• Arranging for privacy, such as sealing yourselves off from the public
  • Involving significant others, or having a supportive person present
  • Sitting down, which relaxes the person and indicates that you’re not rushing through the news
  • Making connections, such as maintaining eye contact, touching, hugging or hand-holding
  • Managing time constraints and interruptions, like ensuring you have set aside adequate time to deliver the news. You also want to avoid distractions, so turning your cell phone to silent mode is highly encouraged.

2. Perception: Before you jump in and spill all the details related to the death that you’re there to announce, take a moment to ask what the family already knows regarding their loved one’s death or condition. “Before you tell, ask.”

3. Invitation: As a general rule of thumb, you may want to ask the family first to see how much information they want to receive concerning the death. Are they open to hearing all the details? Or, would they rather wait until a later time to get that information?

4. Giving Knowledge and Information: Warning the family that bad news is coming lessens the shock of receiving such news. You may want to give soft yet direct hints as to what’s happened so that when you get to the point the blow is softened and doesn’t come across as an unsympathetic and blunt announcement. 

5. Empathizing: When you empathize with someone, in this case, it means responding to their emotional reactions when receiving bad news. An empathetic response includes the following four steps:

  • Observing the emotional reaction of the person receiving the news
  • Identifying the emotion experienced 
  • Identifying the reasons for their emotional response (Don’t assume. Ask if you’re unsure as to why they are reacting in such a way.)
  • Allow time for absorption and reflection

6. Summarize: Go over all of the information you have given and ask the recipient to repeat what they’ve understood from what you’ve just told them. This ensures that the information was relayed accurately and that they understand the message. 

Step 4: Obituaries and Death Announcements

Both of these methods are considered to be a bit outdated in today’s world that relies so heavily on the Internet and social media. At the same time, they’re still the most commonly used ways of making death announcements in communities that don’t use social media as their primary means of communication.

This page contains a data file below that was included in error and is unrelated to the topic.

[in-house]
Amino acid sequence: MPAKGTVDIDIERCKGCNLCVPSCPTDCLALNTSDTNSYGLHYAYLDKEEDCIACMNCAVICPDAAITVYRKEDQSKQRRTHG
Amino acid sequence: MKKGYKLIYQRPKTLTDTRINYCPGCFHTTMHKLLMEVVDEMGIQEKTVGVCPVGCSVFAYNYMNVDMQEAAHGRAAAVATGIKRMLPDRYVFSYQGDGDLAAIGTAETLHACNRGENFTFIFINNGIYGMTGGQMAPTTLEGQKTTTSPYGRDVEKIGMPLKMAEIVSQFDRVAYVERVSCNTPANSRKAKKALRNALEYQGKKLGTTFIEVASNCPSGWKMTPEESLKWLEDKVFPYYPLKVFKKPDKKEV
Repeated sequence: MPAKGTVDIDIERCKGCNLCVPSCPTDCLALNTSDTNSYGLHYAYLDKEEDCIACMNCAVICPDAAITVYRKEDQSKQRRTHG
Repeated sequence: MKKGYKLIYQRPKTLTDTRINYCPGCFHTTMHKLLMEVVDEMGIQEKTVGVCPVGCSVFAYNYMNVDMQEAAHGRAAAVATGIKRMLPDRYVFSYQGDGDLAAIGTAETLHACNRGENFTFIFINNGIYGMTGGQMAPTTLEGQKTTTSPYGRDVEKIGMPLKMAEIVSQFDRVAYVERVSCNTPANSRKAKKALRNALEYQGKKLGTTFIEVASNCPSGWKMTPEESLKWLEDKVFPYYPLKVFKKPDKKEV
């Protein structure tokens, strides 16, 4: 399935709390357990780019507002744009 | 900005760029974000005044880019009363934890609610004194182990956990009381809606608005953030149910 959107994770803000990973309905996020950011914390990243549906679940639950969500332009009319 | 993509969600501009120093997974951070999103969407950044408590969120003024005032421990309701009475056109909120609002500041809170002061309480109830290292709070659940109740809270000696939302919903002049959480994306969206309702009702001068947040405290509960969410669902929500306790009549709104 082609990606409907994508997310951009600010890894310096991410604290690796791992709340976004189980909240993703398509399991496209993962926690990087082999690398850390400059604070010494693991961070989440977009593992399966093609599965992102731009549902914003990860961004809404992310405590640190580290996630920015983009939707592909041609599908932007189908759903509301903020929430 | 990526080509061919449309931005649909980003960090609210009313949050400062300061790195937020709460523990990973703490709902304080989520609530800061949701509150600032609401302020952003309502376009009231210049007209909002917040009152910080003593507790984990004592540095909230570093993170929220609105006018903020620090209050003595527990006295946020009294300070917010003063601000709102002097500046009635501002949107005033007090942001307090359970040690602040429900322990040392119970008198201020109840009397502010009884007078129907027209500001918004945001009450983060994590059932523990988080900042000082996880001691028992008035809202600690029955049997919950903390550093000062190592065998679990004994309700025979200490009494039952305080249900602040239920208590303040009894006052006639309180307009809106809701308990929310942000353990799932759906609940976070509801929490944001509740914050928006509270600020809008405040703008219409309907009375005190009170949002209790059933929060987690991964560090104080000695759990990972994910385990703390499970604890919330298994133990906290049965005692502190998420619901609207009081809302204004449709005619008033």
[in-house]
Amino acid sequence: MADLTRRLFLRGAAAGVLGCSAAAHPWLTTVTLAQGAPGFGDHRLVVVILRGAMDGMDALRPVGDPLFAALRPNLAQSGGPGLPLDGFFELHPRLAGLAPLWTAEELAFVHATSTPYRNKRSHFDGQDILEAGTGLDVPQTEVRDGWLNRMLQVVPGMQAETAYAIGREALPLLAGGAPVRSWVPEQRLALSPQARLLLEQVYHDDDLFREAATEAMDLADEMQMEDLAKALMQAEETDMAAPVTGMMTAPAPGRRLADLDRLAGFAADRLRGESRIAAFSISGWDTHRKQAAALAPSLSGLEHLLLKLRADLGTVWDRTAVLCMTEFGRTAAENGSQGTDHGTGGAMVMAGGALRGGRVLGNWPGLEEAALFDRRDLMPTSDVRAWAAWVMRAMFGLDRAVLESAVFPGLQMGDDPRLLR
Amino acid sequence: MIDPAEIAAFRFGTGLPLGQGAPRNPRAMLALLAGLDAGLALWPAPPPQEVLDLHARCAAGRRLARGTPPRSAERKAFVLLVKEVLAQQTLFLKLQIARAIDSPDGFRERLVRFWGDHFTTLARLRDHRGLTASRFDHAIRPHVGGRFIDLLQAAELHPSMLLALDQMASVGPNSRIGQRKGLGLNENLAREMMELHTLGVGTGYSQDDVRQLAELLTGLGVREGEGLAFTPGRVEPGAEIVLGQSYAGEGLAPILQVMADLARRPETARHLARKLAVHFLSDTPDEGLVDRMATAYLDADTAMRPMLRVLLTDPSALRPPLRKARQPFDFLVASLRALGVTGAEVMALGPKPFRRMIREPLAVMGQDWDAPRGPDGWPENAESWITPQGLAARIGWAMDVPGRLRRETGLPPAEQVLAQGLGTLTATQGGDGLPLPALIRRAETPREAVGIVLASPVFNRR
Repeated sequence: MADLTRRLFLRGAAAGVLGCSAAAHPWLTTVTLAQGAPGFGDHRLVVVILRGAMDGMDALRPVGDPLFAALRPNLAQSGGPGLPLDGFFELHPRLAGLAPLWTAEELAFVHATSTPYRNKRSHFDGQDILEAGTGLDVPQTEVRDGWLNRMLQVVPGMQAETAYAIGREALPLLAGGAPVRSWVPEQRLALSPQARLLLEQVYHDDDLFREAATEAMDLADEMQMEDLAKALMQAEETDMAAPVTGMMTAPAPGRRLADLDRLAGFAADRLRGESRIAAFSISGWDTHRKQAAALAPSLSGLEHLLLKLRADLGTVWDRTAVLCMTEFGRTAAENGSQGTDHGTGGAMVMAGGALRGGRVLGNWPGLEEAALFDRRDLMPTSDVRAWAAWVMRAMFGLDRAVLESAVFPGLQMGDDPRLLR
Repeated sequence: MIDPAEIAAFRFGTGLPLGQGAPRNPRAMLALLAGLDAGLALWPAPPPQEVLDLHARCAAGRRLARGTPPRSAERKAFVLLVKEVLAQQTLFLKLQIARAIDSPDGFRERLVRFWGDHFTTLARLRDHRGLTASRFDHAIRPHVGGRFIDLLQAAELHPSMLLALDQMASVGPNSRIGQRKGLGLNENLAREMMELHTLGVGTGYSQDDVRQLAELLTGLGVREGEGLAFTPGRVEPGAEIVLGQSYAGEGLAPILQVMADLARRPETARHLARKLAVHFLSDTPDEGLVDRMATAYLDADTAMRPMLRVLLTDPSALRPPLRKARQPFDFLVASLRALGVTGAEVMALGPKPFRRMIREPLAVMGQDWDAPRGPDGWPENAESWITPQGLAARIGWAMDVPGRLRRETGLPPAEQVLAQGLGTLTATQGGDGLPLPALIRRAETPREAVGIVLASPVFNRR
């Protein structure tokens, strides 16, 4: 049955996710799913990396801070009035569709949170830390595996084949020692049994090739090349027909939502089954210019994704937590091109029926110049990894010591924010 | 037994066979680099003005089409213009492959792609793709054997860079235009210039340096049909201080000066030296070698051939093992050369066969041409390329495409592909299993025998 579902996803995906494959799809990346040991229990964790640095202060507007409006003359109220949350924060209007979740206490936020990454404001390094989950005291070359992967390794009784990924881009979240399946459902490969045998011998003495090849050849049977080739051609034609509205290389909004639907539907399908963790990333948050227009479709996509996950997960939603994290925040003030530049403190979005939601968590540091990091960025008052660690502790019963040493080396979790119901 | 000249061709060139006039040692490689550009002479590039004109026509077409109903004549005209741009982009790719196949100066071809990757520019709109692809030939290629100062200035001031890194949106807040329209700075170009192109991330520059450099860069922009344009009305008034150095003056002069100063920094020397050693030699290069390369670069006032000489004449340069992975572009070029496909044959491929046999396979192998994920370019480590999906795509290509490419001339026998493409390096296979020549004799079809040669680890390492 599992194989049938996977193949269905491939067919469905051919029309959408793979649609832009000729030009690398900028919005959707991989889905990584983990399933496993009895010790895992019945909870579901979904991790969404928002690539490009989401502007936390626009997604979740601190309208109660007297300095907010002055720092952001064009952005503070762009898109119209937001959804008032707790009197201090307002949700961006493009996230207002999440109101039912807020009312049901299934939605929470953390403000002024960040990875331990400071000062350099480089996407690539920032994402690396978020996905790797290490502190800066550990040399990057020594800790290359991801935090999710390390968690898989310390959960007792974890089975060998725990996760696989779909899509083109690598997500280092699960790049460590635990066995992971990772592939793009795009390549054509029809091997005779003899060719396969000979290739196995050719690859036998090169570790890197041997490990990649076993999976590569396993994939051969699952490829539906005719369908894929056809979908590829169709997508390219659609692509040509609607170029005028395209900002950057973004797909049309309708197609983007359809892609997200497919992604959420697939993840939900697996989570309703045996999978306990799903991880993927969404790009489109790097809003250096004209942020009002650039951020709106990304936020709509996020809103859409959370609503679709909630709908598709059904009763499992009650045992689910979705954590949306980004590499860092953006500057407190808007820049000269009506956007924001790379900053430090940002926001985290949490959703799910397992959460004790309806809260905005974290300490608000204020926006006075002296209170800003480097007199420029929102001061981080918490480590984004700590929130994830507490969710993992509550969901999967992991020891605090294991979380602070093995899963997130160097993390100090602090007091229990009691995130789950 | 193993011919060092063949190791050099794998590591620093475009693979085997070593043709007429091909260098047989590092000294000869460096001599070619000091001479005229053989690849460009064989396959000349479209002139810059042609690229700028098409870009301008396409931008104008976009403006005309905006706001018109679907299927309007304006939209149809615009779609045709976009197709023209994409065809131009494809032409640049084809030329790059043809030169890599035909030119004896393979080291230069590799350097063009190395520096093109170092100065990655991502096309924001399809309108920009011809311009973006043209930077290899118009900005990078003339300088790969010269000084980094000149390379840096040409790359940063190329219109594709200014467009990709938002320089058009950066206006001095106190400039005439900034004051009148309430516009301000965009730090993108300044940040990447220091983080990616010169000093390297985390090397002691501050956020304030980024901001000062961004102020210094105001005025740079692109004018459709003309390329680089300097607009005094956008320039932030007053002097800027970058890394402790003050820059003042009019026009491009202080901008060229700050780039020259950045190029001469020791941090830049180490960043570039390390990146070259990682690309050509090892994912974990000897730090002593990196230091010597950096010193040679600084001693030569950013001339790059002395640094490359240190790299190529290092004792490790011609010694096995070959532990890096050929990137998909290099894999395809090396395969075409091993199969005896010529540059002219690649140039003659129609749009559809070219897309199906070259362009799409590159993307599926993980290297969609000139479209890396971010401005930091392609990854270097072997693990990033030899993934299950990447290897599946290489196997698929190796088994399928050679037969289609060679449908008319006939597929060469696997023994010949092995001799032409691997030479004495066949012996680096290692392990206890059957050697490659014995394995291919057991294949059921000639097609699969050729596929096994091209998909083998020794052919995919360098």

Obituaries and death announcements are traditionally printed in local newspapers or in national papers for those persons who’ve died that led prominent or public lives. An obituary is the telling of a person’s life story simply and concisely.

Step 5: Social Media

One of the most common ways of modern communication is through the use of the Internet and social media circles online. This is a quick way to get the word out to as many people as fast as possible.

Social medial announcements have taken over what used to be the fasted way of communication which was the telephone. There are free platforms such as Facebook and Twitter where death announcements can be made or online memorial pages can be set up. 

Step 6: Acknowledging the Loss

When you’re tasked with reporting the news to a close friend that their loved one has died, you carry the additional burden of ensuring that your friend has the proper support to get them through this trying time. When delivering the news to a stranger, on the other hand, you do your job, spare a few moments, and then move on with whatever you were doing. 

Telling a friend is quite different. You should relay the news, acknowledge their loss, and offer kind words until the news has been absorbed. You may want to offer to help them in any way they need, stick around to offer emotional support, and offer a shoulder for them to lean on.  

Delivering the Bad News 

No matter in which capacity you serve when delivering the news of a death, it’s never an easy thing to do. You should take care that you’re emotionally prepared and equipped to deal with how the person will react to receiving such news.

If you feel that you’re not the right person to take on this responsibility, be honest about it, and let others know how you feel. 


Sources

  1. Baile, W.F., Buckman, R., Lenzi, R., Glober, G., Beale, E.A. and Kudelka, A.P. (2000), SPIKES—A Six‐Step Protocol for Delivering Bad News: Application to the Patient with Cancer. The Oncologist, 5: 302-311. doi:10.1634/theoncologist.5-4-302 First published:01 August 2000 doi.org/10.1634/theoncologist.5-4-302